Kilgore : Napalm, son. Nothing else in the world smells like that. I love the smell of napalm in the morning.

– Apocalypse now

Cannabis, Son. Nothing else in the world smells like that. I love the smell of Cannabis in the morning. But does everyone else? 

-Adapted Apocalypse now quote.

Sometimes a good nose will get you $100 more per pound. We all love the bag appeal of gaseous flower reeking when we buy it, but what about the 8 weeks it was in flower, the time spent in cure? How about the massive veg and mother canopy?  All stages fill the air with unmistakable aromas.

These aromas can get you noticed in the market and noticed in the community…in a bad way. Most municipalities require odor mitigation plans (good neighbor laws) but methods to deal with these smells vary.

Room design and pressurization, airflow, purges, filters, chemicals, ROS, Ozone, UV, SOPs…there is a lot to consider when you are mitigating odors. And this doesn’t even account for the guy down the street with a Nasal Ranger (see image below).

Let’s start with the what, the why, and then get into solutions…so what is that smell?

VOCs explained:

Plant Metabolism: Cannabis plants naturally produce certain VOCs as part of their metabolic processes. These compounds, such as terpenes, contribute to the plant’s aroma and flavor. 

Environmental Impact: In an indoor cultivation setting, the use of certain products, such as fertilizers, pesticides, and other chemicals, can release VOCs into the air. These emissions can have environmental consequences, and their regulation may be subject to local or regional guidelines.

Solvent extraction: This creates VOCs that necessitate explosion-proof fans, safety air exchanges, and air quality monitoring. This is one obvious place where you find VOCs in a facility if they do this type of extraction.

Air Quality and Odor Control: The release of strong odors from cannabis cultivation facilities can be a concern for neighbors, employees, and regulatory authorities. 

Compliance and Regulations: Due to potential environmental and public health concerns, many regions have regulations governing the emission of VOCs from cannabis cultivation facilities. Cultivators may need to implement measures to monitor and control VOC levels to comply with local laws.

Technology and Best Practices: Cultivators may employ various technologies and best practices to manage VOCs. This can include the use of air purification systems, carbon filters, and other methods to control odors and reduce the environmental impact of volatile compounds.

Terpene Preservation: While controlling undesirable VOCs is important I see every scent as a “$” and a reduction in customer experience. Preserve and protect what you can without disturbing the community around you.

BVOCS:

BVOCs stand for Biogenic Volatile Organic Compounds. Unlike traditional VOCs, which are often associated with industrial processes and human activities, BVOCs are organic compounds emitted by living organisms, including plants such as cannabis. In the context of cannabis cultivation, BVOCs play a crucial role in the plant’s natural processes and can influence both the plant itself and its surrounding environment. Here are some key points regarding BVOCs in cannabis cultivation:

Terpenes: Terpenes, which are a type of BVOC, contribute significantly to the characteristic aroma and flavor of cannabis. They are produced in the trichomes of the plant and are responsible for the diverse scents found in different cannabis strains. Terpenes also have potential therapeutic effects and can contribute to the overall experience of consuming cannabis.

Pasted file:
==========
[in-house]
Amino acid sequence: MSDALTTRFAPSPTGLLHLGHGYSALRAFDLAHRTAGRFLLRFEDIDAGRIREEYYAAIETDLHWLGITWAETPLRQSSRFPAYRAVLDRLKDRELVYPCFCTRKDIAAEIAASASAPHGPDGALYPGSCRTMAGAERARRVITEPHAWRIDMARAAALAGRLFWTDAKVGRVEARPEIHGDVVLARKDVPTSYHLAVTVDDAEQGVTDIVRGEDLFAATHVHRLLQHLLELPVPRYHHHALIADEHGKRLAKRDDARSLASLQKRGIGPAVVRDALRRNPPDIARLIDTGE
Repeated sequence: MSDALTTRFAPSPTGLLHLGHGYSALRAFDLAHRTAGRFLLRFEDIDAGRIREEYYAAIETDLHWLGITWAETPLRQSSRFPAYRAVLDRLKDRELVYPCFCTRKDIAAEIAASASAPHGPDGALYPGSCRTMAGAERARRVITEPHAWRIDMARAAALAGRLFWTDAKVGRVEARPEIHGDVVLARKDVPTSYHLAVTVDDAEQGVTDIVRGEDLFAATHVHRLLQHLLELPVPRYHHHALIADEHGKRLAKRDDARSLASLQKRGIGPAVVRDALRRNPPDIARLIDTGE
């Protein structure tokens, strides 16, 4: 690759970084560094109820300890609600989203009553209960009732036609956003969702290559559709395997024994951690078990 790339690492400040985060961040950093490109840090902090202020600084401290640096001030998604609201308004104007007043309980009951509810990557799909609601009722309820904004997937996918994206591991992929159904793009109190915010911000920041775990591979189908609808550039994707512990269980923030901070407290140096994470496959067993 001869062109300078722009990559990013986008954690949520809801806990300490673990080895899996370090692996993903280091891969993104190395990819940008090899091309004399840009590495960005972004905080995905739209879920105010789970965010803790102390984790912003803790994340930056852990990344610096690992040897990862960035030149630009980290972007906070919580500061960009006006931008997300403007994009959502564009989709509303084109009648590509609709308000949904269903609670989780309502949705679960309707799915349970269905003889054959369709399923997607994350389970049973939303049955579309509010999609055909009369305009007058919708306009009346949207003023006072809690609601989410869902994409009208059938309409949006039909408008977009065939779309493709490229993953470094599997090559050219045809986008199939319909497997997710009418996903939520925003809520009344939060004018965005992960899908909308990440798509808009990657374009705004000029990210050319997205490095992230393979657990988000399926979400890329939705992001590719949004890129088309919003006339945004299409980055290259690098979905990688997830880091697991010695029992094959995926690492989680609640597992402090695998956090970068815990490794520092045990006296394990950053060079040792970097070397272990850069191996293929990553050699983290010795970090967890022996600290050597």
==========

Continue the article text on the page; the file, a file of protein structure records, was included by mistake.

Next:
Plant Defense Mechanism: BVOCs, including terpenes, can serve as part of the plant’s defense mechanism against pests and pathogens. Some terpenes have antimicrobial and insect-repelling properties, helping the plant fend off potential threats.

Environmental Signaling: BVOCs can act as signaling molecules within the plant and between plants. They play a role in communication between different parts of the plant, as well as in interactions between plants. For example, certain BVOCs released by a stressed plant can signal nearby plants to activate their defense mechanisms.

Ecological Impact: BVOCs contribute to the overall ecological interactions in the environment. They can influence atmospheric chemistry, participate in the formation of aerosols, and even affect local weather patterns. The complex interactions involving BVOCs are part of the broader field of study in plant ecology.

Cultivation Practices: Cannabis cultivators may focus on optimizing the production of specific terpenes through various cultivation practices, such as selecting specific strains, adjusting environmental conditions, and using nutrient strategies. The goal is to enhance the desired aromatic and therapeutic qualities of the cannabis plants.

VOCS, BVOCS, and the need to control them:

  1. Human Health Concerns.
  2. Impact on Atmospheric Chemistry Models.
  3. Odor Control for Compliance and Abatement Plants.
  4. What are Those BVOCs Worth- Should we be Capturing them?
  5. How do we Properly Regulate and Enforce them? 

Options for Controlling Odors:

Advanced Ventilation Systems:

  • Invest in high-quality ventilation systems with HEPA/Merv13 filters to control and filter air within the cultivation facility.
  • Use exhaust fans strategically to ensure proper pressures, air exchange and minimize the buildup of VOCs.

Carbon Filtration:

  • Install activated carbon filters in ventilation systems to adsorb and neutralize odorous compounds, including BVOCs.
  • Regularly maintain and replace carbon filters to ensure optimal performance.

Enclosed Cultivation Spaces:

  • Consider enclosed cultivation spaces to better control air quality.
  • Implement positive pressure systems to prevent air leakage and odors from escaping into neighboring areas.

Odor Neutralizers:

  • Utilize odor-neutralizing agents or technologies designed to neutralize and eliminate unwanted odors.
  • Test and choose products that are safe for both the environment and the cannabis plants.

HVAC Systems with Air Scrubbers:

  • Install HVAC (Heating, Ventilation, and Air Conditioning) systems with air scrubbers, UVC, PCO or other tech to remove contaminants and odors from the air.